The big issue remains the wood flooring. The flooring that caused all the trouble in the first place was engineered bamboo from Lowe's. It was a special order, and takes 2 weeks for delivery. We told Mark that we would go the next day and order it, but got sidetracked, and sidetracked, and sidetracked... First, Mark said he really wanted us to get nail-down flooring, and the stuff we chose was glue-down. Abby was unconvinced, and at iDesign she told Bobby and Jim, who I can only describe as Mr. Moreau, the choir teacher from my high school's slightly younger brother, about the predicament. They told her the Lowe's stuff was really poor quality, and that she could do much better, but I thought they were just trying to upsell her. So she goes to a few more places and ends up pretty much discarding the Lowe's flooring with two styles at opposite ends of the spectrum: one that's nail-down engineered bamboo from Lumber Liquidators at $4.80/ft, which is about 5% cheaper than the Lowe's glue-down stuff; the other is $10/ft sustainable hardwood from AllEcoCenter in Wheaton that's just gorgeous, but 100% more expensive. She really, really wants the expensive stuff, but it's going in the family room, the kids' rooms, and the guest room. And I love my friends and family, but are they worth paying twice as much for the flooring that'll just be under the bed they sleep in? The problem is, here we are on Sunday night and we haven't chosen either. That's because Jim from iDesign told us to give him until Monday to see if he could match Lumber Liquidator's price on the cheaper stuff, or to get a better price on AllEco's stuff. I have more than a sneaking suspicion that Abby's going to talk me into the sustainable stuff, and I'll probably be fine with it, because it's gorgeous. But yikes, it means our downstairs flooring will cost $12,000 instead of the $6,000 we would spend on the perfectly acceptable floors that obviously neither of us loves. Yeah, you don't need a crystal ball, do ya?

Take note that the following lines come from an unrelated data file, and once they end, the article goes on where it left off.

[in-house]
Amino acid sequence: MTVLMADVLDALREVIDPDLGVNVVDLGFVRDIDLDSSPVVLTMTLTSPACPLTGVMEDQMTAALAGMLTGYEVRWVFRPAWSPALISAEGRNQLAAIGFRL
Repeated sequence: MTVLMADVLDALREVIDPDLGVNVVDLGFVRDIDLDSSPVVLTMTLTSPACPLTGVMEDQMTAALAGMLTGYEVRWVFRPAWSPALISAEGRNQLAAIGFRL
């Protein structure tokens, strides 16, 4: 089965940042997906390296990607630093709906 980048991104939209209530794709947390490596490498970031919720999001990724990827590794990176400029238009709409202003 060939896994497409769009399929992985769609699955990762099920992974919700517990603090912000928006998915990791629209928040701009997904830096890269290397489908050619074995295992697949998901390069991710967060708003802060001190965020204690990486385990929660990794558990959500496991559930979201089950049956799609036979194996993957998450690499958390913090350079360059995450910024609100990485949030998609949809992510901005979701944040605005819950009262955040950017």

So after bitching about spending five digits at Home Depot a couple of weeks ago, and doing the same over the past four days, we're seriously considering doing it all over again on these floors. But on the way to my parents' house this weekend, we crunched numbers while Lola napped and Isaac bopped along to Katy Perry and Aerosmith. Even with all of this spending, somehow we're still right on target. Our unease is really the result of being so close to the end, and so close to reaching that target. And if we go over, it really won't be by crazy amounts, only slightly crazy ones. So, well, yeah. Maybe our spirits were buoyed by the best news of all this week-- and I very much meant to save this 'til last: CABINETS!
I was notified by Home Depot that our cabinets were completed on Wednesday, and that we'd have delivery by this Wednesday and installation by Wednesday February 5. By the time I left work on Friday, that was pushed up so that our cabinets will be delivered on Monday, and installation will be completed by Thursday, January 31. So by the end of the week, we'll have a real kitchen, save for the countertops, which have to be measured based on the completed cabinet install. And that also means with the cabinets in the house before Wednesday, we'll be able to apply for the $12,000 reimbursement for them, since that was what we had budgeted. And by February 5 we should have a nice giant check in our hands that we don't have to hand over to a contractor. Along with a completed kitchen, a bunch of lighting, some tiles, some sconces, and two vanities. And, if we play our cards right, we might even have floors.